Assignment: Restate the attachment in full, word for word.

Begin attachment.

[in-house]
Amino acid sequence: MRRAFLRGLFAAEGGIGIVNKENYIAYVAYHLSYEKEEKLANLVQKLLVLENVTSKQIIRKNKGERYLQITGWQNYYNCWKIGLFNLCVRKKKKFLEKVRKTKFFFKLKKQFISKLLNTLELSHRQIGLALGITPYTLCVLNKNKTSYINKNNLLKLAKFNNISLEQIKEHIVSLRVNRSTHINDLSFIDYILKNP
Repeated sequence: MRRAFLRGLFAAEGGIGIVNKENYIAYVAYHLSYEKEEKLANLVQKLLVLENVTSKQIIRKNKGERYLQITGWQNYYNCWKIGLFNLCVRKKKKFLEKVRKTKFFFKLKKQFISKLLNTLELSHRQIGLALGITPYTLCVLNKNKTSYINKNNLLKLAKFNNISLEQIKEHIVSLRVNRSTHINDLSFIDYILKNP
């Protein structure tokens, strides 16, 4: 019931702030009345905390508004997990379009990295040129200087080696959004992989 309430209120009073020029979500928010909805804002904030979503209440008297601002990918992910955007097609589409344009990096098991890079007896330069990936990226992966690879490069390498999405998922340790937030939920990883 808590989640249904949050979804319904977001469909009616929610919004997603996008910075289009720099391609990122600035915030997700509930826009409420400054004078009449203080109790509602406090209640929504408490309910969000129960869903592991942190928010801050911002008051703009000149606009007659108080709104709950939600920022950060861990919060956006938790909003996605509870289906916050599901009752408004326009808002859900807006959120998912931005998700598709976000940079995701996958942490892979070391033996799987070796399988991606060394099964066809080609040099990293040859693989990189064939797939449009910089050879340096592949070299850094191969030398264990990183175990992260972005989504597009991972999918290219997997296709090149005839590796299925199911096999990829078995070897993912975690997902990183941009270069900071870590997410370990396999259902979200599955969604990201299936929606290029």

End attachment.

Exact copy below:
[in-house]
Amino acid sequence: MRRAFLRGLFAAEGGIGIVNKENYIAYVAYHLSYEKEEKLANLVQKLLVLENVTSKQIIRKNKGERYLQITGWQNYYNCWKIGLFNLCVRKKKKFLEKVRKTKFFFKLKKQFISKLLNTLELSHRQIGLALGITPYTLCVLNKNKTSYINKNNLLKLAKFNNISLEQIKEHIVSLRVNRSTHINDLSFIDYILKNP
Repeated sequence: MRRAFLRGLFAAEGGIGIVNKENYIAYVAYHLSYEKEEKLANLVQKLLVLENVTSKQIIRKNKGERYLQITGWQNYYNCWKIGLFNLCVRKKKKFLEKVRKTKFFFKLKKQFISKLLNTLELSHRQIGLALGITPYTLCVLNKNKTSYINKNNLLKLAKFNNISLEQIKEHIVSLRVNRSTHINDLSFIDYILKNP
């Protein structure tokens, strides 16, 4: 019931702030009345905390508004997990379009990295040129200087080696959004992989 309430209120009073020029979500928010909805804002904030979503209440008297601002990918992910955007097609589409344009990096098991890079007896330069990936990226992966690879490069390498999405998922340790937030939920990883 808590989640249904949050979804319904977001469909009616929610919004997603996008910075289009720099391609990122600035915030997700509930826009409420400054004078009449203080109790509602406090209640929504408490309910969000129960869903592991942190928010801050911002008051703009000149606009007659108080709104709950939600920022950060861990919060956006938790909003996605509870289906916050599901009752408004326009808002859900807006959120998912931005998700598709976000940079995701996958942490892979070391033996799987070796399988991606060394099964066809080609040099990293040859693989990189064939797939449009910089050879340096592949070299850094191969030398264990990183175990992260972005989504597009991972999918290219997997296709090149005839590796299925199911096999990829078995070897993912975690997902990183941009270069900071870590997410370990396999259902979200599955969604990201299936929606290029």